Did this get you in trouble with Army headquarters?




It was a quite sensitive issue, as you can imagine. Fortunately, I had strong proof of my innocence and was able to explain what had happened. A neighboring division commander was not so lucky. Hermann Goering had walked up to him and abruptly stuck out his hand. The commander made the gross mistake of taking it. That photograph set off a tremendous outcry back home, which sort of proved the truth of the old saying that “war hath no fury like a noncombatant. ” Well, although anybody ought to know not to shake hands with Goering, I never had any feelings of animosity toward German soldiers. They were fighting for their cause and were doing the best they could, and we were doing our best to destroy them. There’s a certain international camaraderie among soldiers. It’s historical. But the public reaction to these incidents was, in a way, just part of the “hate-the-brass” postwar period when the senior officers get charged with everything that happened except the final victory.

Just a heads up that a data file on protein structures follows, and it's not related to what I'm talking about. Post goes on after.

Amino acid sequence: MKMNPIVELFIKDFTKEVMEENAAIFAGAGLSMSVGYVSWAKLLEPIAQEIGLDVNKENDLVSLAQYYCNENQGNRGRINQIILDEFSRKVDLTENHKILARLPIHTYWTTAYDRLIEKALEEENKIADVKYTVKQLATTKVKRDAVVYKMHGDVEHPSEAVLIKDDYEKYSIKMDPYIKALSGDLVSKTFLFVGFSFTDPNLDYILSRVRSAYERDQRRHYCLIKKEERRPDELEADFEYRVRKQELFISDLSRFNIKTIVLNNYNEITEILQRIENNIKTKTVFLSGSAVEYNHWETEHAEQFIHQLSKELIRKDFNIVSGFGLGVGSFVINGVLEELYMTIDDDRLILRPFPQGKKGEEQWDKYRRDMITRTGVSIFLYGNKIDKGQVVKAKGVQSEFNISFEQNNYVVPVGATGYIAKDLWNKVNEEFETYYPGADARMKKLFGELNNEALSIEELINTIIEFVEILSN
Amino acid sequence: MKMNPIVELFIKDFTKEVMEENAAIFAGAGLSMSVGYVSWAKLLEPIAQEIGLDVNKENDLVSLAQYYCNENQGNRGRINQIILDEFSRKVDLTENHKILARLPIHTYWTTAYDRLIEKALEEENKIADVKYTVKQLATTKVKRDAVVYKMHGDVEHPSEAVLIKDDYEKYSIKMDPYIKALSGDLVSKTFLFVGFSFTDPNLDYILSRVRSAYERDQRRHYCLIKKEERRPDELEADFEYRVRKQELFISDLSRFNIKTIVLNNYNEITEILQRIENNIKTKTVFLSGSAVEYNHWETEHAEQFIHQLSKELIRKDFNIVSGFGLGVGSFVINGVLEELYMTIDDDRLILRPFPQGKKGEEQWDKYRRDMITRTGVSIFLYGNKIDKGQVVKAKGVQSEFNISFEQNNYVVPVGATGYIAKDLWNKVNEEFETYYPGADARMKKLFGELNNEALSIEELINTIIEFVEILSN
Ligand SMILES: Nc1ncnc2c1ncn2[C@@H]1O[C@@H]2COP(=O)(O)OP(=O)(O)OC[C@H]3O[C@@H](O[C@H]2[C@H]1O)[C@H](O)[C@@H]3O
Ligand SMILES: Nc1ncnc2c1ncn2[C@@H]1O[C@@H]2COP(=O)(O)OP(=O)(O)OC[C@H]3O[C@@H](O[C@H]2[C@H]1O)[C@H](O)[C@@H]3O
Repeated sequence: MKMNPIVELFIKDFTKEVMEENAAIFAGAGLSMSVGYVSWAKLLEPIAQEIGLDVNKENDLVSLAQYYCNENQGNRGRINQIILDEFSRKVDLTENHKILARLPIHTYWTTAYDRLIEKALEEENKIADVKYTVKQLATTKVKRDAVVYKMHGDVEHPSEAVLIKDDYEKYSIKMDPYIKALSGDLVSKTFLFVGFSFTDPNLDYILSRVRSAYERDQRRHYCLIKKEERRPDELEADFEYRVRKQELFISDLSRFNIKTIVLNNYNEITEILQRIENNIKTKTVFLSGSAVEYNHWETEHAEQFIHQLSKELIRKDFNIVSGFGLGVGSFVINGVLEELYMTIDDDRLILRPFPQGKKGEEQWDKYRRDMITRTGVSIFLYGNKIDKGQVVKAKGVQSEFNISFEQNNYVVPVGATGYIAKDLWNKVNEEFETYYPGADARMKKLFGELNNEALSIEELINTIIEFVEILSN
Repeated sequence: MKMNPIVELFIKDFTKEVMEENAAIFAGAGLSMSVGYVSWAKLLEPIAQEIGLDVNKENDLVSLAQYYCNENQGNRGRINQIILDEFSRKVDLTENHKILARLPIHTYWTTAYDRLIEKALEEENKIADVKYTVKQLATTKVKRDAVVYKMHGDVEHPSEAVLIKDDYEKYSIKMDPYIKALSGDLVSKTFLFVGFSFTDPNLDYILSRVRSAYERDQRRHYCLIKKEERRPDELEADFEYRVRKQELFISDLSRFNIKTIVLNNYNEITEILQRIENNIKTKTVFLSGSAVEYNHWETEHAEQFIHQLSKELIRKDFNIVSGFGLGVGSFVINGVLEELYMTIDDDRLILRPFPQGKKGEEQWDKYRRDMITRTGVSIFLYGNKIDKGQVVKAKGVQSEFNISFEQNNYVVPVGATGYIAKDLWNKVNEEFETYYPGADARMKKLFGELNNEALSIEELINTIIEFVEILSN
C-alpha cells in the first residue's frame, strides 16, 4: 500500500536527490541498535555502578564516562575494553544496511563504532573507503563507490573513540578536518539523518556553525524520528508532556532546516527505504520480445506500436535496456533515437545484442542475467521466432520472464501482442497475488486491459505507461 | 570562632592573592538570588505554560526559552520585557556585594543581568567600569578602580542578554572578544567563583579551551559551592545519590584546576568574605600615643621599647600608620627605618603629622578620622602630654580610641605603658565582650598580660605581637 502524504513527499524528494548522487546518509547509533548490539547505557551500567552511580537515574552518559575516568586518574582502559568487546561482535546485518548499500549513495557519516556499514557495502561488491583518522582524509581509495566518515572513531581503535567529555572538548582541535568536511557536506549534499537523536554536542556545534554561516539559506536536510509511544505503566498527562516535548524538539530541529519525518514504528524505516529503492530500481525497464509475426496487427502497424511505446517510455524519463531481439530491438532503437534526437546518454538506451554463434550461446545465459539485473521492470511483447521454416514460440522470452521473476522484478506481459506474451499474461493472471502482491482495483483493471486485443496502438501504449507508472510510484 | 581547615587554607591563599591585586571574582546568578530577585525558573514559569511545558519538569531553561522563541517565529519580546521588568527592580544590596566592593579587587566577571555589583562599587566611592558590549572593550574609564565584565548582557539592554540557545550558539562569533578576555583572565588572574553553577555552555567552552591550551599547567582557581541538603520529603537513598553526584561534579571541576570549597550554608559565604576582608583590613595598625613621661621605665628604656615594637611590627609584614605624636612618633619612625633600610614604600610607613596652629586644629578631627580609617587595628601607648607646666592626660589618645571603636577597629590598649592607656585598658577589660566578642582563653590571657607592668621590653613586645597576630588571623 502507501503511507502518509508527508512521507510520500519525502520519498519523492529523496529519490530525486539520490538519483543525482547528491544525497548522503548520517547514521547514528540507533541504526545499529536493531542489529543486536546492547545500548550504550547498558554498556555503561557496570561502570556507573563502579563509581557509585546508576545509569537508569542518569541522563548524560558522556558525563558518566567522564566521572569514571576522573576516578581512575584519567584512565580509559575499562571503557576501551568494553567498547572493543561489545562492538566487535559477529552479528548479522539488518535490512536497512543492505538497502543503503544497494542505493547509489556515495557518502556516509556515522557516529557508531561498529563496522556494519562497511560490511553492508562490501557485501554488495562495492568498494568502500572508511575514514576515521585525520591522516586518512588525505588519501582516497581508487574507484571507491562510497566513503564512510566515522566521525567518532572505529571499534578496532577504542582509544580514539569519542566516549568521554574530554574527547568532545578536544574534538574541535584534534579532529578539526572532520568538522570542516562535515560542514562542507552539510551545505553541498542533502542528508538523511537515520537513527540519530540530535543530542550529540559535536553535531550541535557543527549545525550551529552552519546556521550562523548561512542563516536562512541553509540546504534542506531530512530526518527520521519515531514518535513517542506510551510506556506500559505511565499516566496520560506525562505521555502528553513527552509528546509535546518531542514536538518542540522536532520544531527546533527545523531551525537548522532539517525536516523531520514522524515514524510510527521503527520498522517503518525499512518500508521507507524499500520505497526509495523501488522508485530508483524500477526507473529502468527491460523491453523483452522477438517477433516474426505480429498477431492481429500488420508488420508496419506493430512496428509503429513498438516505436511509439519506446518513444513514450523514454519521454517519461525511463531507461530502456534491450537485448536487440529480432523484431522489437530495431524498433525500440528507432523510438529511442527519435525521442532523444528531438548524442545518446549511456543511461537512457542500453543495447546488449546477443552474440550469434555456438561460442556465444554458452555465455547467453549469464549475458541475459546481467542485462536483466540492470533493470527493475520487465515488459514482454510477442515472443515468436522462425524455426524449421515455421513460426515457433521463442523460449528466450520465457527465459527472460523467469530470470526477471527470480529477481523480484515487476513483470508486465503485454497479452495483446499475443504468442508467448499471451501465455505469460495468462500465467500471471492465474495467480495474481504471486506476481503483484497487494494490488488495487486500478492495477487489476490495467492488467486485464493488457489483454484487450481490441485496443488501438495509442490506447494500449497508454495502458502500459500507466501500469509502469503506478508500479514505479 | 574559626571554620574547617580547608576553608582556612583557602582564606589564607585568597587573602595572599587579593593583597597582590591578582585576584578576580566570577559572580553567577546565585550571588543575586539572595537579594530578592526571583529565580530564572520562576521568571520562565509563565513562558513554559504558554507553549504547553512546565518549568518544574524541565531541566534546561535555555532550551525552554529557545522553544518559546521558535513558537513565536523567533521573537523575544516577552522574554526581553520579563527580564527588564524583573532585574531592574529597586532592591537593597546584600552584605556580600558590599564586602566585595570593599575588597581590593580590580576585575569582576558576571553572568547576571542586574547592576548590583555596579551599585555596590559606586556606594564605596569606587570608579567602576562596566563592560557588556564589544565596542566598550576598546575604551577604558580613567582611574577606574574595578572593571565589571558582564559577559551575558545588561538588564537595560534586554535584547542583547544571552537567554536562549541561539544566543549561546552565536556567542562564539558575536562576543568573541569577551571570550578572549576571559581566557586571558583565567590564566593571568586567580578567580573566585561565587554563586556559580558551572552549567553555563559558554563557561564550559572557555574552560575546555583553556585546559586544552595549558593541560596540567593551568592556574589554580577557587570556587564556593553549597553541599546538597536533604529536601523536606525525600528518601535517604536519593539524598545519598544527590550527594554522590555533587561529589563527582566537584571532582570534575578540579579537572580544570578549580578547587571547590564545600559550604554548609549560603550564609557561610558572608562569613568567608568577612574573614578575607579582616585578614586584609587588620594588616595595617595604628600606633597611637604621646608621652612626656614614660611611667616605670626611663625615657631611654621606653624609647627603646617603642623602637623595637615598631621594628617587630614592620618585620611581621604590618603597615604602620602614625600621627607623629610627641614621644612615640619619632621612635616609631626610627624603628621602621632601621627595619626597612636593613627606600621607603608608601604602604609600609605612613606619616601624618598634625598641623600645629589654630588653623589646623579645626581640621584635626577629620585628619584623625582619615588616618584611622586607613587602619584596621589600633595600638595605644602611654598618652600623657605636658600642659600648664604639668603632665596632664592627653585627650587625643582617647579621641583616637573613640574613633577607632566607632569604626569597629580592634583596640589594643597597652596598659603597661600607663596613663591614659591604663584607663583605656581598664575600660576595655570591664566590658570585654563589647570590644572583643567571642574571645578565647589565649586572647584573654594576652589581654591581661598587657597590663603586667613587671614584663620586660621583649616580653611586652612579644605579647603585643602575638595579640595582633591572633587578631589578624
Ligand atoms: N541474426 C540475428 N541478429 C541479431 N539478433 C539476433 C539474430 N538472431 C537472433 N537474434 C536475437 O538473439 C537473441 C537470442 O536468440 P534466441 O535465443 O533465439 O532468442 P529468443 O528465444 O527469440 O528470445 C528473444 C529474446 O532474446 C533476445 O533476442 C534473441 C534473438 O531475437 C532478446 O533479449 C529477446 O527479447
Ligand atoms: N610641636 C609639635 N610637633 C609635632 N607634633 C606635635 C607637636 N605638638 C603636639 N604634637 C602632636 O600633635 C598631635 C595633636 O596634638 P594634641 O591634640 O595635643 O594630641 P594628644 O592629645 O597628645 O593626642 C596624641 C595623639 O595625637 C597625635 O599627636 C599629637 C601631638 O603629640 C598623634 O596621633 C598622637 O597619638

Have you any idea why we turn on our heroes so quickly?




I don’t know if we turn on the individual heroes, as such. Wars are just not pleasant, even when all agree the war is indispensable and victory is achieved, as was the case in World War II. The country was simply fed up with it. Lots of young men had been in very disagreeable and sometimes very dangerous places, and they were damn tired of just the sight of the uniform. When I was superintendent of West Point right after the war, I visited a lot of college campuses and received boos from many of the students. They weren’t really mad at me, and it didn’t hurt my feelings. I could understand that my uniform reminded them of a very unpleasant experience. Later, the older veterans become very sentimental about their wartime associates and change their attitudes completely. That kind of reaction is fairly understandable, I think, in any democracy.







In your autobiography and other writings, you seem quite critical of what you consider biased reporting, not just against the military but against government in general.